I started this post with the dreaded double dog dare headline. At least I didn’t breach dare etiquette and skip to the triple dog dare. But I wanted to catch your attention because if you’ve ever felt like your painting is hitting a roadblock – you may want to try painting larger and with larger brushes. Say what?
I was beginning to think I’d hit a roadblock. All of my paintings were starting to look the same to me. Was it the colors? No. Was it the subjects? No. What was bothering me? Was it the painting size? Yes. It was the painting size. I was getting wrapped around the detail.
When I first started really painting again I took a workshop where the instructor said to “paint big”, “use big brushes”, “paint fast”, and “paint bold”. Paint with confidence he said. We painted on 24×30″ canvas panels for a still life workshop. Some in the class did not complete a painting because they were so used to painting on 9×12″ or 11×14″ panels that jumping up a few weight classes totally overwhelmed them. Thankfully, I didn’t know any better so I went for it. As they say, ignorance can be bliss.
Then I started painting outside. I very quickly lost my nerve and went back to the smaller sizes because conventional wisdom said you have only a short amount of time (approximately 90 minutes) before the sun changes so much that the light has shifted. Surely you can’t paint a large panel in 90 minutes.
Or can you?
I’m coming back around to the idea you can paint large and fast and bold and complete in a short amount of time. I normally paint on an 11×14″ panel (154 square inches). I’ve recently started painting on 16×20″ (320 square inches). Essentially I’ve doubled my canvas area.
As with anything new, the results are mixed. I painted this the other morning (ok so I forgot the 10×20″ panel but duct taped two 11×14″ together) and I was quite pleased with the alla prima/plein air piece:
I’m learning that a larger brush feels more like painting with a knife. It’s looser and I’m not hesitating over every single stroke. Painting flows better for me. This may sound “zen-ish” but you have to believe it is the right color, the right value and the right placement each and every stroke.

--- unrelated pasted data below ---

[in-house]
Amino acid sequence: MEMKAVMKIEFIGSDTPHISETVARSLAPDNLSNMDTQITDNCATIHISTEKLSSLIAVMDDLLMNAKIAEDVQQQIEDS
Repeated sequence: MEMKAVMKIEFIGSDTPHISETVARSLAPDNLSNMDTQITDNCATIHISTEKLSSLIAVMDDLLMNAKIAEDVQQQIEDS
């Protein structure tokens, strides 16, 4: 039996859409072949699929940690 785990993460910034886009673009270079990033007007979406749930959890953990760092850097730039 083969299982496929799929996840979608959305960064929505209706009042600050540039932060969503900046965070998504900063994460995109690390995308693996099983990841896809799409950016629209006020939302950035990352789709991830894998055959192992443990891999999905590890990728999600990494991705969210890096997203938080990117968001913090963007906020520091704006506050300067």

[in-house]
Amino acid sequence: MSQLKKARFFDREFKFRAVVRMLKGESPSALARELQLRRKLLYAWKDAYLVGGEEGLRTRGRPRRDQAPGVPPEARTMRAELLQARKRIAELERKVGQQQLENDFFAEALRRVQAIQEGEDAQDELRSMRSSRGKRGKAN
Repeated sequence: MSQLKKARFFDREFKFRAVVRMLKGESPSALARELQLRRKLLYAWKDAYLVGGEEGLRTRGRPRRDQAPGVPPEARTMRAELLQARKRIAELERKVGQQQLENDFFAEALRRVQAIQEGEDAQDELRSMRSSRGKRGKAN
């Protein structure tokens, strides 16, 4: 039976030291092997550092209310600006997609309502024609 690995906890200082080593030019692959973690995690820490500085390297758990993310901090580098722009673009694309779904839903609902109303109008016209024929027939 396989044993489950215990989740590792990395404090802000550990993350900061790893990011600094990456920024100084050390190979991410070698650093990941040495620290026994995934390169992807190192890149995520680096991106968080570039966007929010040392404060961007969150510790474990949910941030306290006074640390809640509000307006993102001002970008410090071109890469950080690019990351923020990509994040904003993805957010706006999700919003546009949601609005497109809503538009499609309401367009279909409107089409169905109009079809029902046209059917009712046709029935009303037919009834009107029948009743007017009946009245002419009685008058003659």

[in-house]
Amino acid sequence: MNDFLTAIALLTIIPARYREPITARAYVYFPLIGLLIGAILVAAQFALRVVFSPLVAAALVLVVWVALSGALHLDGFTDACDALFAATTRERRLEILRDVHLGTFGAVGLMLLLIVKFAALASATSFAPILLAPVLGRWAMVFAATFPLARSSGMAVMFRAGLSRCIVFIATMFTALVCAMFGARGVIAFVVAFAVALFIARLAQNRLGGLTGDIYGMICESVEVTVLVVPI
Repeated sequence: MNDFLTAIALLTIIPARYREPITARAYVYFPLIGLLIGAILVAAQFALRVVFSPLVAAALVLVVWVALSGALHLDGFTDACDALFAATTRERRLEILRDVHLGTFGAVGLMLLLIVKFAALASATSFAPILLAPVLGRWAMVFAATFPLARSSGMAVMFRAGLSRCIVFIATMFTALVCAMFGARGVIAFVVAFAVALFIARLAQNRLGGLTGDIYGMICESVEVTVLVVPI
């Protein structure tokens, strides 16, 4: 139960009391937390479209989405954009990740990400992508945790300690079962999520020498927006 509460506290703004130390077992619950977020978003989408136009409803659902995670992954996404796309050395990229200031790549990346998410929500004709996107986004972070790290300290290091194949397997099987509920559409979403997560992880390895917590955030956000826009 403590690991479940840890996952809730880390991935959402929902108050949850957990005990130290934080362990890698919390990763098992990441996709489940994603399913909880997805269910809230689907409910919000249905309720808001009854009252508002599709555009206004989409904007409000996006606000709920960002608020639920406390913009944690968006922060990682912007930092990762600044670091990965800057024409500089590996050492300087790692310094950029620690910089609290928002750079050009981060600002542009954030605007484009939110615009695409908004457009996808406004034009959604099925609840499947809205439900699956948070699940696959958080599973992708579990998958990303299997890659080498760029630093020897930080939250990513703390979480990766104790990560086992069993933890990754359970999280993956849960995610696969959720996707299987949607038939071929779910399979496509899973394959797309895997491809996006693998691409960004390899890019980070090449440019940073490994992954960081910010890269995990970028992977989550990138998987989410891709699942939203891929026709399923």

However, there will be those times
I had a 16×20″ the other day that fought me all the way in the field. Back in the studio it threw a hissy fit when I reworked it. When I re-reworked it, it was in a full-on tantrum. However, after a plein air and two studio sessions, it finally calmed down enough to become a painting. While it’s no longer an “alla prima /plein air” piece like I normally do, I still like it.
The point is, why not try something new? You owe it to yourself. Pull out a large board – try doubling your normal size if you can. For example, if you normally paint 9×12″ or 11×14″ try moving up to a 16×20″. Then grab your largest brushes and let the games begin. What have you to lose? I promise, no one will come to take your birthday away. No one has to see what you did other than you. This is between you and your brush. It’s like singing in the shower – it’s a private affair.
What I’ve learned
Moving to a larger painting size has:
- Allowed me to become looser with the brush
- Helped me make faster painting decisions
- Enabled me to be more relaxed while painting
- Given me space to move the composition around
- Allowed me to express myself better
Hope you take a chance. Let me know what happens.